By Felix Chaudhary, Fiji Times, 9 August 2012 | Discussions on the ownership of carbon emitted from forests were the feature of talks between representatives of government departments, resource owners, non-government organisations and the forest industry at a workshop in Suva last week. Organised by the Secretariat of the Pacific Community (SPC) and the German Agency for International Co-operation (GIZ) in collaboration with the Fiji Forestry Department and International Union for Conservation of Nature (IUCN), the Carbon Rights and REDD+ was held at the Holiday Inn. According to a SPC statement, ownership of carbon rights is an important issue for Fiji because of the strong customary land tenure and control of natural resources. “The owner of the carbon rights will enjoy both benefits and risks: the benefit of the revenues that protecting the forest can generate, but also the risks in the event that the forest resource is lost,” the statement said.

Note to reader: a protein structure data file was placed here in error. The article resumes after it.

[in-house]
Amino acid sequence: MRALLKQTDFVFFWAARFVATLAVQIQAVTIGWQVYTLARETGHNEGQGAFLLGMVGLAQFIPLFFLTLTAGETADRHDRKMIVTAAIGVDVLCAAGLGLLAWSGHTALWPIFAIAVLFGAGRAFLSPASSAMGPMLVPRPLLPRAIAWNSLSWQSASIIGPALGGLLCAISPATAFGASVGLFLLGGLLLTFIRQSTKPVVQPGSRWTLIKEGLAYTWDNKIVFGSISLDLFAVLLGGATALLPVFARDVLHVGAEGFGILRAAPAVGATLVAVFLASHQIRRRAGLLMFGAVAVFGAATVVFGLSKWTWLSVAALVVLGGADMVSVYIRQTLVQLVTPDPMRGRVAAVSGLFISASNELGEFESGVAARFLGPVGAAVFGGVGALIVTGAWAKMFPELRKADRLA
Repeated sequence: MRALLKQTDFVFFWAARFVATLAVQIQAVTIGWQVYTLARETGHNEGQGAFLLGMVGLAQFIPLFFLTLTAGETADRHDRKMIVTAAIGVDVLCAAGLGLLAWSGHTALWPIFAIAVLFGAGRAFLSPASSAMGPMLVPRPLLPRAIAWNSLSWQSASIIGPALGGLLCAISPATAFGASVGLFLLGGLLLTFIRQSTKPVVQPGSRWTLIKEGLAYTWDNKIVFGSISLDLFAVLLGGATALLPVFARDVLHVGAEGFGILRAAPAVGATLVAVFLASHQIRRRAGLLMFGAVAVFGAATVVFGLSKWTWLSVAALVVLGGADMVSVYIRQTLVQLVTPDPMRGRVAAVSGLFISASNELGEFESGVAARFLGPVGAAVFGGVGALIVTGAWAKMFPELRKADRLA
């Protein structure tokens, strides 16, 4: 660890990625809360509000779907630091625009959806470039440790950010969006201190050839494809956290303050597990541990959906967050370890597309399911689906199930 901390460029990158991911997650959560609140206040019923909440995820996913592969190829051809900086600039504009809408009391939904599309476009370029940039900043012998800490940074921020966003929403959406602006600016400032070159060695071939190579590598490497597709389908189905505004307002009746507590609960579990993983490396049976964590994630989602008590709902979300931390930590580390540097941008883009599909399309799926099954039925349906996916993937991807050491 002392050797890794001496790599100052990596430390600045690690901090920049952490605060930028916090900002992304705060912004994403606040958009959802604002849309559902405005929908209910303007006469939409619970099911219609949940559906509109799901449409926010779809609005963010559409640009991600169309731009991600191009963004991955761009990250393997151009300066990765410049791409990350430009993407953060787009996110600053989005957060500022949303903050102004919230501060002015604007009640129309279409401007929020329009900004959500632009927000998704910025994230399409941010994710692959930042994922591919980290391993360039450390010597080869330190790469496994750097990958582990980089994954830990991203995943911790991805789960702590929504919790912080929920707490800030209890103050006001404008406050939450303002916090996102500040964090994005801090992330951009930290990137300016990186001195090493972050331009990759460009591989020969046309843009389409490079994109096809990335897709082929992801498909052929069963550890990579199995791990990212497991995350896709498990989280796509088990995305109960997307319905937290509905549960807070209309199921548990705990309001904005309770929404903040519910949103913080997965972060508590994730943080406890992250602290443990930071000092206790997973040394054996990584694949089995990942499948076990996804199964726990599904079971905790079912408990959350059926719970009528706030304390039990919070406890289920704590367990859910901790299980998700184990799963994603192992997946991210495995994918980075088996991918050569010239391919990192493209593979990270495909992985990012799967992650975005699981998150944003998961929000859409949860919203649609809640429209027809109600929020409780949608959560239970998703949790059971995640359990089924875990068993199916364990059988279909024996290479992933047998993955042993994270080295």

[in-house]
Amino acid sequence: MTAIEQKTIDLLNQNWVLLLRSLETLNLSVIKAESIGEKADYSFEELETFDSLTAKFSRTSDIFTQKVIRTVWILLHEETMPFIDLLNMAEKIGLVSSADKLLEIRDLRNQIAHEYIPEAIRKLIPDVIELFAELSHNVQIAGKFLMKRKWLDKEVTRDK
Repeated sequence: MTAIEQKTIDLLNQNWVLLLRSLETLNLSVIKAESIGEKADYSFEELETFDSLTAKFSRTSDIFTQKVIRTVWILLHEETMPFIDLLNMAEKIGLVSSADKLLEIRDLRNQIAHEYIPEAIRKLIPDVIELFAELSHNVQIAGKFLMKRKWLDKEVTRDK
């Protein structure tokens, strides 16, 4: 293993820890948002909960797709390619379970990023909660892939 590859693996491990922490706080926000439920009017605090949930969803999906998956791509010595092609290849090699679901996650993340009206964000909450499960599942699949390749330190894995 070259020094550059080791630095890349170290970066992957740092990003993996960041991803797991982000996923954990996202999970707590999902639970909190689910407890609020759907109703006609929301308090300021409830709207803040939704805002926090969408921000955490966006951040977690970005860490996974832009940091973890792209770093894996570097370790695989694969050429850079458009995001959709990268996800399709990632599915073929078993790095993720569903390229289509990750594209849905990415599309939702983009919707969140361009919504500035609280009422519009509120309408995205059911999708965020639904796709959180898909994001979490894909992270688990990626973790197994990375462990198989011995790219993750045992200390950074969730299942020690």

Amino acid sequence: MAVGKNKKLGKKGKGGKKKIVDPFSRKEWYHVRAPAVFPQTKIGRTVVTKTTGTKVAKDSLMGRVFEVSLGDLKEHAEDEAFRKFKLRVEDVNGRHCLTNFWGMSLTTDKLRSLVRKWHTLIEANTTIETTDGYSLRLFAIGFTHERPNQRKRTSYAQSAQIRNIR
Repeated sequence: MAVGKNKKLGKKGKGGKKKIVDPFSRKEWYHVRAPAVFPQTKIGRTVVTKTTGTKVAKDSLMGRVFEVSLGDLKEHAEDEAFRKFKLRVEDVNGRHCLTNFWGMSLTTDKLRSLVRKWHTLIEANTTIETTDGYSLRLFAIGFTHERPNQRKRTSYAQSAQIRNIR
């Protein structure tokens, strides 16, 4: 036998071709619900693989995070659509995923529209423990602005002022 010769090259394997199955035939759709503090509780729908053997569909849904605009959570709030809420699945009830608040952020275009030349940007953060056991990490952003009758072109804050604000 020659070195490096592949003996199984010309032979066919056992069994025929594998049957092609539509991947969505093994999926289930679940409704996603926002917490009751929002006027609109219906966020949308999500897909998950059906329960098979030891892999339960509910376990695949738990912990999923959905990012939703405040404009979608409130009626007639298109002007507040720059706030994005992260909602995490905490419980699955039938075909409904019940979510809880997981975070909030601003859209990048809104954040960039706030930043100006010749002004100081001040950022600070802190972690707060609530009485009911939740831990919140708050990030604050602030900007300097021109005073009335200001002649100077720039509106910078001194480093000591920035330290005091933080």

By Denis Scott Chabrol, Demerara Waves, 9 August 2012 | Several Amerindian communities are on the verge of tapping into US$6 million that Norway has paid Guyana to preserve its tropical rainforests and help absorb greenhouses gases that cause climate change. That tranche is part of the US$70 million that Norway has paid into the Guyana REDD + and Investment Fund (GRIF) for Guyana’s Low Carbon Development Strategy (LCDS). The agreement was signed at the National Toshaos Conference that was held at the Guyana International Conference Centre (GICC), Liliendaal. Amerindian Affairs Minister, Pauline Sukhai told Demerara Waves Online News (www.demwaves.com) said that the “administrative mechanism” would be put in place almost immediately to disburse the funds to the communities. Permanent Secretary of the Ministry of Amerindian Affairs, Nigel Dharamlall said more than 166 Community Development Plans are on the table to benefit from the Norwegian funds.